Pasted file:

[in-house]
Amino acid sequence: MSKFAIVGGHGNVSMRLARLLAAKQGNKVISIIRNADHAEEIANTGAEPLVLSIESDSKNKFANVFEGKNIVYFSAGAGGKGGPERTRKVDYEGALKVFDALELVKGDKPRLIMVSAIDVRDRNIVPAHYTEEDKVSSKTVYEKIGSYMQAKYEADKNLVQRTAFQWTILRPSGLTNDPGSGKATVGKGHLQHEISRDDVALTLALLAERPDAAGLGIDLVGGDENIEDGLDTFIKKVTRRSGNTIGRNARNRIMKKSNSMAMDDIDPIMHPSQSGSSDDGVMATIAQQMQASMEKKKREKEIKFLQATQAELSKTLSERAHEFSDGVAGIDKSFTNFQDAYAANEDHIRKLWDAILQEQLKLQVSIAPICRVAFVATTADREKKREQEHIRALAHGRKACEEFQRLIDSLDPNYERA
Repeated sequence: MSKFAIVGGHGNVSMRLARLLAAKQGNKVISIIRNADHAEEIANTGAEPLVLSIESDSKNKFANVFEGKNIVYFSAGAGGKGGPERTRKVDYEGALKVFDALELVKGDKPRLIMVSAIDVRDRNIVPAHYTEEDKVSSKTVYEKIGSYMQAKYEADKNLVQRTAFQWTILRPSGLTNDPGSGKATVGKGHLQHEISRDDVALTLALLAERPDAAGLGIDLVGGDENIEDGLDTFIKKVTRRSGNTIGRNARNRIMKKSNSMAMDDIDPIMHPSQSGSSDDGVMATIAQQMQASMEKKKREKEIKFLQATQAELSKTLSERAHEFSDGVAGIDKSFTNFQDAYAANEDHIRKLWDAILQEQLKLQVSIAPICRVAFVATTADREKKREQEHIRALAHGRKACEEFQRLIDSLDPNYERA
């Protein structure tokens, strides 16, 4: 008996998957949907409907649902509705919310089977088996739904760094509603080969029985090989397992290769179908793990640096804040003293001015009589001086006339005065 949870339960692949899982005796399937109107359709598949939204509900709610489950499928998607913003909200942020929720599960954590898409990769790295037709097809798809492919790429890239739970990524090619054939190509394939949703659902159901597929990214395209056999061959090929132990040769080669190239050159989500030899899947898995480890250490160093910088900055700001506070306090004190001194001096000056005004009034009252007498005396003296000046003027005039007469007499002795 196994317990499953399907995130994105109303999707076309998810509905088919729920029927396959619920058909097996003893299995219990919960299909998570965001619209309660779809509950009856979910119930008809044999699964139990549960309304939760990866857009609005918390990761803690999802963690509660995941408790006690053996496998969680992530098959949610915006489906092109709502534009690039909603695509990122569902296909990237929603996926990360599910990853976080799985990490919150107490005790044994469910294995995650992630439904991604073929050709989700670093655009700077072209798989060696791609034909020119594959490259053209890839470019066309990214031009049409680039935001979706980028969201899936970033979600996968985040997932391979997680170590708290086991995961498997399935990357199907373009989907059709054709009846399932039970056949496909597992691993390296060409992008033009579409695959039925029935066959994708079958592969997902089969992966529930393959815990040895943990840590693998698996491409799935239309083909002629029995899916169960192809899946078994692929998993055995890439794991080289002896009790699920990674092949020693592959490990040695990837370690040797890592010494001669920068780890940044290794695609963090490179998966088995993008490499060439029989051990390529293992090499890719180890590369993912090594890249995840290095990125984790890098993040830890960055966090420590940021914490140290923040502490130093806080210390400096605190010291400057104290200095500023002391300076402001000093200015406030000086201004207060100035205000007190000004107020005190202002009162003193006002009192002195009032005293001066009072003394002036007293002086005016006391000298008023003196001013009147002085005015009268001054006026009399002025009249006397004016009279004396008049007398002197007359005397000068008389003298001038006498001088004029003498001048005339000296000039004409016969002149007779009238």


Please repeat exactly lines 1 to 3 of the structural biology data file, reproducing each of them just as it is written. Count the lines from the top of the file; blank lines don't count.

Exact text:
[in-house]
Amino acid sequence: MSKFAIVGGHGNVSMRLARLLAAKQGNKVISIIRNADHAEEIANTGAEPLVLSIESDSKNKFANVFEGKNIVYFSAGAGGKGGPERTRKVDYEGALKVFDALELVKGDKPRLIMVSAIDVRDRNIVPAHYTEEDKVSSKTVYEKIGSYMQAKYEADKNLVQRTAFQWTILRPSGLTNDPGSGKATVGKGHLQHEISRDDVALTLALLAERPDAAGLGIDLVGGDENIEDGLDTFIKKVTRRSGNTIGRNARNRIMKKSNSMAMDDIDPIMHPSQSGSSDDGVMATIAQQMQASMEKKKREKEIKFLQATQAELSKTLSERAHEFSDGVAGIDKSFTNFQDAYAANEDHIRKLWDAILQEQLKLQVSIAPICRVAFVATTADREKKREQEHIRALAHGRKACEEFQRLIDSLDPNYERA
Repeated sequence: MSKFAIVGGHGNVSMRLARLLAAKQGNKVISIIRNADHAEEIANTGAEPLVLSIESDSKNKFANVFEGKNIVYFSAGAGGKGGPERTRKVDYEGALKVFDALELVKGDKPRLIMVSAIDVRDRNIVPAHYTEEDKVSSKTVYEKIGSYMQAKYEADKNLVQRTAFQWTILRPSGLTNDPGSGKATVGKGHLQHEISRDDVALTLALLAERPDAAGLGIDLVGGDENIEDGLDTFIKKVTRRSGNTIGRNARNRIMKKSNSMAMDDIDPIMHPSQSGSSDDGVMATIAQQMQASMEKKKREKEIKFLQATQAELSKTLSERAHEFSDGVAGIDKSFTNFQDAYAANEDHIRKLWDAILQEQLKLQVSIAPICRVAFVATTADREKKREQEHIRALAHGRKACEEFQRLIDSLDPNYERA